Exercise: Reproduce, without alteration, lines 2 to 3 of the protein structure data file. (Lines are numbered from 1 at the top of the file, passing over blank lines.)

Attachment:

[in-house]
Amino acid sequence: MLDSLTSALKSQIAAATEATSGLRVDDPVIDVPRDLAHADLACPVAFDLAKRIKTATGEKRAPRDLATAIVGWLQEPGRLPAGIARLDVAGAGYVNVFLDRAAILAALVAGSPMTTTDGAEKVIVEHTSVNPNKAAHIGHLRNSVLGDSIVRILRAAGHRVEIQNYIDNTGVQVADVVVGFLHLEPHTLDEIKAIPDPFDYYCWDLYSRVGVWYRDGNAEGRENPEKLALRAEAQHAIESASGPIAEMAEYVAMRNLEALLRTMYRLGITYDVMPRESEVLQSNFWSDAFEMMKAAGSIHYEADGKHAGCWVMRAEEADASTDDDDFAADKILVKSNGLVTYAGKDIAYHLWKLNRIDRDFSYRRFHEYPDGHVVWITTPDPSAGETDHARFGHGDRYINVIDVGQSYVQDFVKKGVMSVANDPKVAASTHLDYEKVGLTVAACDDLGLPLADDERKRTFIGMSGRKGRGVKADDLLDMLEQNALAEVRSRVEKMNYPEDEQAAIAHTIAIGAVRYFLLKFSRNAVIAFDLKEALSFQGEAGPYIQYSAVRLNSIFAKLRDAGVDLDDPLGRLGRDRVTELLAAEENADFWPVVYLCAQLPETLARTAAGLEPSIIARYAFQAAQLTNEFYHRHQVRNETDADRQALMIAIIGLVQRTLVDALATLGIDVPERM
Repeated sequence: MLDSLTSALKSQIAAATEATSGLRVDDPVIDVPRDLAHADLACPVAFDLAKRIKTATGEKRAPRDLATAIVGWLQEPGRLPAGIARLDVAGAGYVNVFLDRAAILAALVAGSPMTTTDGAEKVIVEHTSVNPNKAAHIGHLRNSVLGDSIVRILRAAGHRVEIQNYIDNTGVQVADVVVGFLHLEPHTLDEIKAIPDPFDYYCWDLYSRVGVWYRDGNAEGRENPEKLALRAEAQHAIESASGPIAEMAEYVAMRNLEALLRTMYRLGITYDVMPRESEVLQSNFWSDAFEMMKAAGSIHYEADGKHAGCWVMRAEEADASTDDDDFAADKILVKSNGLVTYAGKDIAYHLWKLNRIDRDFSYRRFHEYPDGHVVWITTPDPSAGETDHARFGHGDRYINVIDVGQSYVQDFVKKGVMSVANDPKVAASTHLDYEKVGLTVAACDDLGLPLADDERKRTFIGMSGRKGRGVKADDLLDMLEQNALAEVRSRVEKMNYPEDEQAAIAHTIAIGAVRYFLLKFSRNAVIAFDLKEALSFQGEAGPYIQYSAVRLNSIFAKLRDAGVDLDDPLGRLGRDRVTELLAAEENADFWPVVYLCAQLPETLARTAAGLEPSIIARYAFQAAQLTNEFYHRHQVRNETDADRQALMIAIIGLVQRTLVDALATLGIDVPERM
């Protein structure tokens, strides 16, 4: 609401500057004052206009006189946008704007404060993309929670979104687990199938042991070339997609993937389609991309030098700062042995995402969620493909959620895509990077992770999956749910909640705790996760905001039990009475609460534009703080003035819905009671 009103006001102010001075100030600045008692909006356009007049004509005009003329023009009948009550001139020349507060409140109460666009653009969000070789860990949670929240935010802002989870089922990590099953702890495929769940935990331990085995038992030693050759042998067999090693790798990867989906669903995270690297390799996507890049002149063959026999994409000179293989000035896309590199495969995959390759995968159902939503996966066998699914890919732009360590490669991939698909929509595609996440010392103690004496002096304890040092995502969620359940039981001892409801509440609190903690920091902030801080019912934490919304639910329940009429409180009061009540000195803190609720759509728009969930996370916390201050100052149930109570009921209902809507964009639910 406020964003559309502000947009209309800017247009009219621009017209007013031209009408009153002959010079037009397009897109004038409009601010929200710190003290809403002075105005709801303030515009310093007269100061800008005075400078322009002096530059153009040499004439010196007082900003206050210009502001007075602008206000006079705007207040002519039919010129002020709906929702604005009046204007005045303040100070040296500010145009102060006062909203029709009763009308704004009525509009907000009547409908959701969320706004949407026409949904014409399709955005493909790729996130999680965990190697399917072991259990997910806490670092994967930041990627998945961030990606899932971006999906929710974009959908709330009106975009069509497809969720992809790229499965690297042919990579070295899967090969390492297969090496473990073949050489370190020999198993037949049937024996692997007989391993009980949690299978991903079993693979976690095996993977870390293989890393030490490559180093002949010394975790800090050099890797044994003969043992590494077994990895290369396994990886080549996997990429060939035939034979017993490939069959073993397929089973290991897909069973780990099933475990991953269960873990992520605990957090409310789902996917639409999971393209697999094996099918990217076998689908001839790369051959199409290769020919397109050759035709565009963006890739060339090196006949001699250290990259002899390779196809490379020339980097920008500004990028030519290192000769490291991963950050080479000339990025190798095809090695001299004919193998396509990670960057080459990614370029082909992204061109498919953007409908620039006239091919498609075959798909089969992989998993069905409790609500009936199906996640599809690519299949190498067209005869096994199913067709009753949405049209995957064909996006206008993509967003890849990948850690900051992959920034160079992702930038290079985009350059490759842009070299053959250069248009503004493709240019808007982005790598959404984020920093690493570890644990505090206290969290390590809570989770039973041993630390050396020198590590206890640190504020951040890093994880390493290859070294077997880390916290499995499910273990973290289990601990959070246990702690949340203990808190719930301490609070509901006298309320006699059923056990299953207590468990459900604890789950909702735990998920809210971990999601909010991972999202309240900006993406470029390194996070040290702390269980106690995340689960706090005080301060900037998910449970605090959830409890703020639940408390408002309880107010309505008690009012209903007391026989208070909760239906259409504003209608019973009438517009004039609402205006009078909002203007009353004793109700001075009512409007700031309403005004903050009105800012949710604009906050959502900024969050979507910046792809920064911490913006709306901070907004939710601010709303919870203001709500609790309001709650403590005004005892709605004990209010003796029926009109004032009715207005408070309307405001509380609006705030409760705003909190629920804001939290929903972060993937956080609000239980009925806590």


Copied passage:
Amino acid sequence: MLDSLTSALKSQIAAATEATSGLRVDDPVIDVPRDLAHADLACPVAFDLAKRIKTATGEKRAPRDLATAIVGWLQEPGRLPAGIARLDVAGAGYVNVFLDRAAILAALVAGSPMTTTDGAEKVIVEHTSVNPNKAAHIGHLRNSVLGDSIVRILRAAGHRVEIQNYIDNTGVQVADVVVGFLHLEPHTLDEIKAIPDPFDYYCWDLYSRVGVWYRDGNAEGRENPEKLALRAEAQHAIESASGPIAEMAEYVAMRNLEALLRTMYRLGITYDVMPRESEVLQSNFWSDAFEMMKAAGSIHYEADGKHAGCWVMRAEEADASTDDDDFAADKILVKSNGLVTYAGKDIAYHLWKLNRIDRDFSYRRFHEYPDGHVVWITTPDPSAGETDHARFGHGDRYINVIDVGQSYVQDFVKKGVMSVANDPKVAASTHLDYEKVGLTVAACDDLGLPLADDERKRTFIGMSGRKGRGVKADDLLDMLEQNALAEVRSRVEKMNYPEDEQAAIAHTIAIGAVRYFLLKFSRNAVIAFDLKEALSFQGEAGPYIQYSAVRLNSIFAKLRDAGVDLDDPLGRLGRDRVTELLAAEENADFWPVVYLCAQLPETLARTAAGLEPSIIARYAFQAAQLTNEFYHRHQVRNETDADRQALMIAIIGLVQRTLVDALATLGIDVPERM
Repeated sequence: MLDSLTSALKSQIAAATEATSGLRVDDPVIDVPRDLAHADLACPVAFDLAKRIKTATGEKRAPRDLATAIVGWLQEPGRLPAGIARLDVAGAGYVNVFLDRAAILAALVAGSPMTTTDGAEKVIVEHTSVNPNKAAHIGHLRNSVLGDSIVRILRAAGHRVEIQNYIDNTGVQVADVVVGFLHLEPHTLDEIKAIPDPFDYYCWDLYSRVGVWYRDGNAEGRENPEKLALRAEAQHAIESASGPIAEMAEYVAMRNLEALLRTMYRLGITYDVMPRESEVLQSNFWSDAFEMMKAAGSIHYEADGKHAGCWVMRAEEADASTDDDDFAADKILVKSNGLVTYAGKDIAYHLWKLNRIDRDFSYRRFHEYPDGHVVWITTPDPSAGETDHARFGHGDRYINVIDVGQSYVQDFVKKGVMSVANDPKVAASTHLDYEKVGLTVAACDDLGLPLADDERKRTFIGMSGRKGRGVKADDLLDMLEQNALAEVRSRVEKMNYPEDEQAAIAHTIAIGAVRYFLLKFSRNAVIAFDLKEALSFQGEAGPYIQYSAVRLNSIFAKLRDAGVDLDDPLGRLGRDRVTELLAAEENADFWPVVYLCAQLPETLARTAAGLEPSIIARYAFQAAQLTNEFYHRHQVRNETDADRQALMIAIIGLVQRTLVDALATLGIDVPERM